You may have to pay a tax charge, known as the ‘High Income Child Benefit Charge’, if you have an individual income over £50,000 and either:
- you or your partner get Child Benefit
- someone else gets Child Benefit for a child living with you and they contribute at least an equal amount towards the child’s upkeep
It does not matter if the child living with you is not your own child.
What counts as income
To work out if your income is over the threshold, you’ll need to work out your ‘adjusted net income’.
Your adjusted net income is your total taxable income before any personal allowances and less things like Gift Aid.
Use the Child Benefit tax calculator to get an estimate of your adjusted net income.
Who pays the charge
If your individual income is over £50,000 and so is your partner’s, then whoever has the higher income is responsible for paying the tax charge.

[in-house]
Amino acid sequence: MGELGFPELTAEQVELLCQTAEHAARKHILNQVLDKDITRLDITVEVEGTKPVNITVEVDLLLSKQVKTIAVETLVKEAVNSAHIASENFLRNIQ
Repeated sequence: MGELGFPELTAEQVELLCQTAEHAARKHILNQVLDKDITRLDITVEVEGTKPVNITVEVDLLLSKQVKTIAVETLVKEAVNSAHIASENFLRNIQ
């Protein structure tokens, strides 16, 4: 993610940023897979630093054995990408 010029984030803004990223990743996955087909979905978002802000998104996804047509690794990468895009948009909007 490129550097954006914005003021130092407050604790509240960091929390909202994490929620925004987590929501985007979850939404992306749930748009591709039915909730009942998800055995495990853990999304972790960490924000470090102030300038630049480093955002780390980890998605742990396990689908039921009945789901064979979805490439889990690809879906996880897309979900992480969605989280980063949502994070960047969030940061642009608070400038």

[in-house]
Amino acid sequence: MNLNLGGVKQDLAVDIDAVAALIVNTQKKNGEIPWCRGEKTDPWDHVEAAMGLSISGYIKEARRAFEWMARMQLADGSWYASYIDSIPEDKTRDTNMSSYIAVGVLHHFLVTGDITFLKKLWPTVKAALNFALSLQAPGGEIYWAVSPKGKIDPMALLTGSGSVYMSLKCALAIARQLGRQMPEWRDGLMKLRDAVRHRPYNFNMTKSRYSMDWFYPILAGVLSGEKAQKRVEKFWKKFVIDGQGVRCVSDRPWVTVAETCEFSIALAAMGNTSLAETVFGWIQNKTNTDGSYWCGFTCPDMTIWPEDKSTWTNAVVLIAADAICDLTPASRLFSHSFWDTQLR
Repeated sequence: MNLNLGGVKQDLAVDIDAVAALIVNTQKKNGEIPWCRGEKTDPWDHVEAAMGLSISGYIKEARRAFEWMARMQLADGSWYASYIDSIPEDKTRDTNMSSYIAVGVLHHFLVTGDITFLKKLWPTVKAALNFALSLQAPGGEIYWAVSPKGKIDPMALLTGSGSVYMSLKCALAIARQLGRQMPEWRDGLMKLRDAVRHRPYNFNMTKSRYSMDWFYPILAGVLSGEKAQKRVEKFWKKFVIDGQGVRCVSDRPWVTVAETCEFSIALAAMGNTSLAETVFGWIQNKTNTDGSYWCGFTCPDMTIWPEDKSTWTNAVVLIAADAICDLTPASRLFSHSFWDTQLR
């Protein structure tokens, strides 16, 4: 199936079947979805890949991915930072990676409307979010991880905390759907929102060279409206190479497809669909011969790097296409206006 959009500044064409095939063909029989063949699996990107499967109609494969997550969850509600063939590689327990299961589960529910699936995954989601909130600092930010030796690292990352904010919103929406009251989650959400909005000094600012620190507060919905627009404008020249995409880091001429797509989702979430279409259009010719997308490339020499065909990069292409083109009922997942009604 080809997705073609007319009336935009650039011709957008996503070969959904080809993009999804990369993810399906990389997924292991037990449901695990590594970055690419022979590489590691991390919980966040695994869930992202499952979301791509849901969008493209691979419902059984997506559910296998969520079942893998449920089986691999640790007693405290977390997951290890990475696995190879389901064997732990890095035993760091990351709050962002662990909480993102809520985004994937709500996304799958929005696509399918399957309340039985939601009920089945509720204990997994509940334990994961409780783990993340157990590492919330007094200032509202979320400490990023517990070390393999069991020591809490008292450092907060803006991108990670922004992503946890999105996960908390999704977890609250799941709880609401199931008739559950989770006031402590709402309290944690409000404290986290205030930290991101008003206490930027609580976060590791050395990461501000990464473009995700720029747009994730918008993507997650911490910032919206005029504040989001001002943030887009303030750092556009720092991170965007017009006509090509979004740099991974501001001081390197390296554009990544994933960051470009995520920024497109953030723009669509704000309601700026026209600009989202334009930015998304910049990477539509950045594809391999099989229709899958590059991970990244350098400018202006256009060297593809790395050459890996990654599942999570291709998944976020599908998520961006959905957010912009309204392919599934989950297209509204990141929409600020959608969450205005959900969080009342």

‘Partner’ means someone you’re not permanently separated from who you’re married to, in a civil partnership with or living with as if you were.
If the income exceeds the threshold
You can choose to either:
- get Child Benefit payments, and pay any tax charge at the end of each tax year
- not get Child Benefit payments, and not pay the tax charge
If you choose to not get Child Benefit
You can still fill in the Child Benefit claim form. You need to state on the form that you do not want to get payments.
You need to fill in the claim form if you want to:
- get National Insurance credits, which count towards your State Pension
- ensure your child gets their National Insurance number automatically before they’re 16 – otherwise they need to apply for one themselves
If Child benefit is already being claimed you can choose to stop receiving the benefit or to pay the tax charge at the end of each tax year.
The tax charge is paid via self assessment therefore you must register for self assessment by the 5th October following the tax year you need to pay the charge.
If you need help with self assessment and the higher rate tax charge contact AJR & Co Ltd.